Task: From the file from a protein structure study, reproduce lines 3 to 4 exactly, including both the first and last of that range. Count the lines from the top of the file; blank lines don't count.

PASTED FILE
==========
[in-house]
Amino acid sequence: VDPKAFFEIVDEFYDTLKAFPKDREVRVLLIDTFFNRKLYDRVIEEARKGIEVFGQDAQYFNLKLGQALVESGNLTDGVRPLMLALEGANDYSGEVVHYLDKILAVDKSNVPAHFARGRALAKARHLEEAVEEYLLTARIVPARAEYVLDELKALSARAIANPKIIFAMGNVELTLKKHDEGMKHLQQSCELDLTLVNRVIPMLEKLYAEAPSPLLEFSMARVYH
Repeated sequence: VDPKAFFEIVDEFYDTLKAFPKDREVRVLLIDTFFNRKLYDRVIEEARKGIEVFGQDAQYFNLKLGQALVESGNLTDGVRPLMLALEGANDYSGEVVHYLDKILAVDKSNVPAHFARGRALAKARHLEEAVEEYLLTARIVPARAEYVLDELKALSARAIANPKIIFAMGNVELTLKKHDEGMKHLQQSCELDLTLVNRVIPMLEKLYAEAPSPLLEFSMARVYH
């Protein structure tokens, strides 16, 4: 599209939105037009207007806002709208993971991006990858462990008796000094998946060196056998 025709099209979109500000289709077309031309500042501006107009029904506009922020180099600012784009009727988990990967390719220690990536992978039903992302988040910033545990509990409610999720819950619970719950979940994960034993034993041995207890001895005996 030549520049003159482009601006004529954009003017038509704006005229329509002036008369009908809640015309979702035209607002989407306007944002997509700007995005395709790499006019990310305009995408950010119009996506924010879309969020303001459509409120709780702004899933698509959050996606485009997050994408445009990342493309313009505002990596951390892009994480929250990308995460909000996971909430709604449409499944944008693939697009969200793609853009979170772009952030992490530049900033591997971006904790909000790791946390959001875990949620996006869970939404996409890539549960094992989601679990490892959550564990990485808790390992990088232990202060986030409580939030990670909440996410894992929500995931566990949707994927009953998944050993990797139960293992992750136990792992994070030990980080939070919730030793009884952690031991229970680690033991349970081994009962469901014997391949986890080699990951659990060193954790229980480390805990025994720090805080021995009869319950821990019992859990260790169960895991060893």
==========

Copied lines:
Repeated sequence: VDPKAFFEIVDEFYDTLKAFPKDREVRVLLIDTFFNRKLYDRVIEEARKGIEVFGQDAQYFNLKLGQALVESGNLTDGVRPLMLALEGANDYSGEVVHYLDKILAVDKSNVPAHFARGRALAKARHLEEAVEEYLLTARIVPARAEYVLDELKALSARAIANPKIIFAMGNVELTLKKHDEGMKHLQQSCELDLTLVNRVIPMLEKLYAEAPSPLLEFSMARVYH
């Protein structure tokens, strides 16, 4: 599209939105037009207007806002709208993971991006990858462990008796000094998946060196056998 025709099209979109500000289709077309031309500042501006107009029904506009922020180099600012784009009727988990990967390719220690990536992978039903992302988040910033545990509990409610999720819950619970719950979940994960034993034993041995207890001895005996 030549520049003159482009601006004529954009003017038509704006005229329509002036008369009908809640015309979702035209607002989407306007944002997509700007995005395709790499006019990310305009995408950010119009996506924010879309969020303001459509409120709780702004899933698509959050996606485009997050994408445009990342493309313009505002990596951390892009994480929250990308995460909000996971909430709604449409499944944008693939697009969200793609853009979170772009952030992490530049900033591997971006904790909000790791946390959001875990949620996006869970939404996409890539549960094992989601679990490892959550564990990485808790390992990088232990202060986030409580939030990670909440996410894992929500995931566990949707994927009953998944050993990797139960293992992750136990792992994070030990980080939070919730030793009884952690031991229970680690033991349970081994009962469901014997391949986890080699990951659990060193954790229980480390805990025994720090805080021995009869319950821990019992859990260790169960895991060893």